Finally, I met Brendan Nee and his friend Justin, two young business partners working on an interesting new iPhone app which will help digest the powerful GPS data of local public transportation into a useful form.  Using your phone’s own GPS signal, you could determine the best route from your current location to the destination of your choice using public transit, taking into consideration the current location of the busses, trains, and other vehicles in the network.  The challenges confronting them, they explained, were two-fold:

  • First, getting MUNI and other public transit networks to share their data.  Releasing this data would be potentially embarrasing to the transit authorities, since it could reveal just how often their services fail to arrive on time.  Then again, argued Brendan and Justin, by sharing the data with an application like theirs, users would be better equipped to react and make alternative arrangements.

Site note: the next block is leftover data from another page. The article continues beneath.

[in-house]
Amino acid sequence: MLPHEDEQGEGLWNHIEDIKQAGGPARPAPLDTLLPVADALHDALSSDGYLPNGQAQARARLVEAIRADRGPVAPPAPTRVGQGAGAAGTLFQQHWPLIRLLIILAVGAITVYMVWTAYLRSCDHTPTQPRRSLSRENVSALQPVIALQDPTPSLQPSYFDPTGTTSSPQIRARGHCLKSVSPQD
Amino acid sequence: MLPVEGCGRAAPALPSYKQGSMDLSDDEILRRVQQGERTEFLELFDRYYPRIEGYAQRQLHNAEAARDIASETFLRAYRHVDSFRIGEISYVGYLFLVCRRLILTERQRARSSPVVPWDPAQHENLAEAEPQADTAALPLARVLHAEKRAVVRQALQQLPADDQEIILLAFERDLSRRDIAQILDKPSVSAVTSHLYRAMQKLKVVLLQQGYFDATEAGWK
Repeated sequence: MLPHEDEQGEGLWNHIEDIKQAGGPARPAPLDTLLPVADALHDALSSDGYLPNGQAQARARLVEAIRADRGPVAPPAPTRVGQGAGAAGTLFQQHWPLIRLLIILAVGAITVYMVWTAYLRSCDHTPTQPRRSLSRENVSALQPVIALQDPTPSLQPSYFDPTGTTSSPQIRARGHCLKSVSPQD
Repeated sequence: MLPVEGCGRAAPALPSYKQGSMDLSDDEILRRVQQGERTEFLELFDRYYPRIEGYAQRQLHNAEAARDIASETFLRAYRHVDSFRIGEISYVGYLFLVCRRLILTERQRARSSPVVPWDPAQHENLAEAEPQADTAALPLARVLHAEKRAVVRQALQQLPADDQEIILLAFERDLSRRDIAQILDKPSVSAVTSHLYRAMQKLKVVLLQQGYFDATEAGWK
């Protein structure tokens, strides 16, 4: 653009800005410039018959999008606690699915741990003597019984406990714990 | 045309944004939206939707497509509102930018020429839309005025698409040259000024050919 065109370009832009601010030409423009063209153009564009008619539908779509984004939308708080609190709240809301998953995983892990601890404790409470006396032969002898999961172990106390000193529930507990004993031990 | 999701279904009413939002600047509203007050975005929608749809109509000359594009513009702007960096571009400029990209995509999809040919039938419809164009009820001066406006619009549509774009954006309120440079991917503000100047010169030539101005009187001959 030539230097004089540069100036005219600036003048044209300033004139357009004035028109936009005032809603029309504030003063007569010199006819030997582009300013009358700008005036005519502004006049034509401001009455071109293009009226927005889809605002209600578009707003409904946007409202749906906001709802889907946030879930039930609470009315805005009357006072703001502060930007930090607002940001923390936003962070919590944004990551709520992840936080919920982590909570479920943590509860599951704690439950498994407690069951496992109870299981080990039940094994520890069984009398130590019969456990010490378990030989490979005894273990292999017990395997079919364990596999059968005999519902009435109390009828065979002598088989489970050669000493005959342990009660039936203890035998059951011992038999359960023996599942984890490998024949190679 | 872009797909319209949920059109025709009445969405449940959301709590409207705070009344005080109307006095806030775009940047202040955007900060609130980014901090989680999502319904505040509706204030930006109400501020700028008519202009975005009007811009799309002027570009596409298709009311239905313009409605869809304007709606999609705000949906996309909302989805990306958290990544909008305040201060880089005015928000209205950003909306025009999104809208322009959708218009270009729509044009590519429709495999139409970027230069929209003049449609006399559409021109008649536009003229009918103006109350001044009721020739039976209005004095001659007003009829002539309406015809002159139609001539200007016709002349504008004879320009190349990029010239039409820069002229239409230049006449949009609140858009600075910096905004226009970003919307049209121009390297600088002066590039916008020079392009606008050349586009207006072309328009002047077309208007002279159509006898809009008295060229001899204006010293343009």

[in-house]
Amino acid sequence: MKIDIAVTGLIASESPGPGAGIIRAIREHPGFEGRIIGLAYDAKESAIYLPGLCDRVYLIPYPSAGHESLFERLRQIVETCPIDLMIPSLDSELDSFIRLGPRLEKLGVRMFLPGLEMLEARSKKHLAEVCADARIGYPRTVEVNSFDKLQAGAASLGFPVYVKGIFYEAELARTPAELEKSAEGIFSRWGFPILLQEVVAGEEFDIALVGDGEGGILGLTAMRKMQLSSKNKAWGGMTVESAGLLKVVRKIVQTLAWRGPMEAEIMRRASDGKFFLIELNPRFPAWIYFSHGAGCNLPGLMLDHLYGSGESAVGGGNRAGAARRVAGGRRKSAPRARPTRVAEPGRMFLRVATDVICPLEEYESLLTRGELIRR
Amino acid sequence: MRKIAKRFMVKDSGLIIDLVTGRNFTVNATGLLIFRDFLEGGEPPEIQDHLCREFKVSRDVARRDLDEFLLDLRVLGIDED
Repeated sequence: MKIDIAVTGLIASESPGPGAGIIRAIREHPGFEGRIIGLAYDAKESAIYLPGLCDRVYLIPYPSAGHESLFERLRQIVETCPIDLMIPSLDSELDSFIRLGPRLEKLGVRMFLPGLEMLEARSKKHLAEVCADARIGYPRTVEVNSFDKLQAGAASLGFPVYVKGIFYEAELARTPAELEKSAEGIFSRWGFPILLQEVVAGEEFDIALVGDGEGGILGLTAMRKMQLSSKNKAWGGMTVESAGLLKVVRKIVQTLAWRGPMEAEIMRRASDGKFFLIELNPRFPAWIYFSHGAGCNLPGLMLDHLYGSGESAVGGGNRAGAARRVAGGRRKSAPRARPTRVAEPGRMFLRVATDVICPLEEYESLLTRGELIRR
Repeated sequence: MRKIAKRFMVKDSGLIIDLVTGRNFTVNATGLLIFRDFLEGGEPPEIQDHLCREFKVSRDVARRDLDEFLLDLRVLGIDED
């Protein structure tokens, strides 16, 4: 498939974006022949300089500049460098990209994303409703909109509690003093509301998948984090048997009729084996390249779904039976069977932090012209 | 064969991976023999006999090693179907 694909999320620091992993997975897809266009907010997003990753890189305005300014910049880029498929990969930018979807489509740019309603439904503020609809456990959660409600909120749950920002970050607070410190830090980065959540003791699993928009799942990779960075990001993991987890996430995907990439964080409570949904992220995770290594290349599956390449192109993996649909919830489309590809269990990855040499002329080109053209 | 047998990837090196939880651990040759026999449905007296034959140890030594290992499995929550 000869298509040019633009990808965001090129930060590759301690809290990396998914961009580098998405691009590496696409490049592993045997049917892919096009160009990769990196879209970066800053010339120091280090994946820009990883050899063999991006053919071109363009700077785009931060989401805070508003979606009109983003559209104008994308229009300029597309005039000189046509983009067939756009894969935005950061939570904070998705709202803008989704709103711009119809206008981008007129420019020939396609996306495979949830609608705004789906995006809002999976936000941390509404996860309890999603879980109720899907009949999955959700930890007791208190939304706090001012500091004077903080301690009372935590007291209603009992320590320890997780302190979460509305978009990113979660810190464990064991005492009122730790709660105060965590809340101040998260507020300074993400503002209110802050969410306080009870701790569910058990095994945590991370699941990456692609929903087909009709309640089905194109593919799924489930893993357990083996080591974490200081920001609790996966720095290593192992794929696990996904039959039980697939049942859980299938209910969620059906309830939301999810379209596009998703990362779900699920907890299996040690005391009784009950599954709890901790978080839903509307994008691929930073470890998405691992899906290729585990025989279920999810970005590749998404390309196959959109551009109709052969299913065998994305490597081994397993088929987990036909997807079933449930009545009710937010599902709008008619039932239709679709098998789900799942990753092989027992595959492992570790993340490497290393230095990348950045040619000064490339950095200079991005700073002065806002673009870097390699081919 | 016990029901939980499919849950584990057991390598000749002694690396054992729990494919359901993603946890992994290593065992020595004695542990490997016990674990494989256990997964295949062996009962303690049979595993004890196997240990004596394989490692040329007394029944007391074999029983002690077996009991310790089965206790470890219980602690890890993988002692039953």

• Second, how to monetize the application.  If MUNI doesn’t even want to share the data in the first place, it would be a stretch to think that they would be willing to pay a software developer for delivering it in a user-friendly form to riders.  We discussed alternatives, including helping public transit systems without GPS-enabled networks get online.  The two could serve as a center of excellence in deploying the technology, and deliver the technology to analyze the GPS data on a fee-for-service basis to help the transit authority cut costs and optimize its network.  They could then also push that proprietary data out to riders in the form of a application, perhaps with a small monthly fee.

SummerMash was a great event, even if the organizers didn’t quite manage to get the doors open on time.  It’s nights like these that I will miss most after leaving the SF Bay.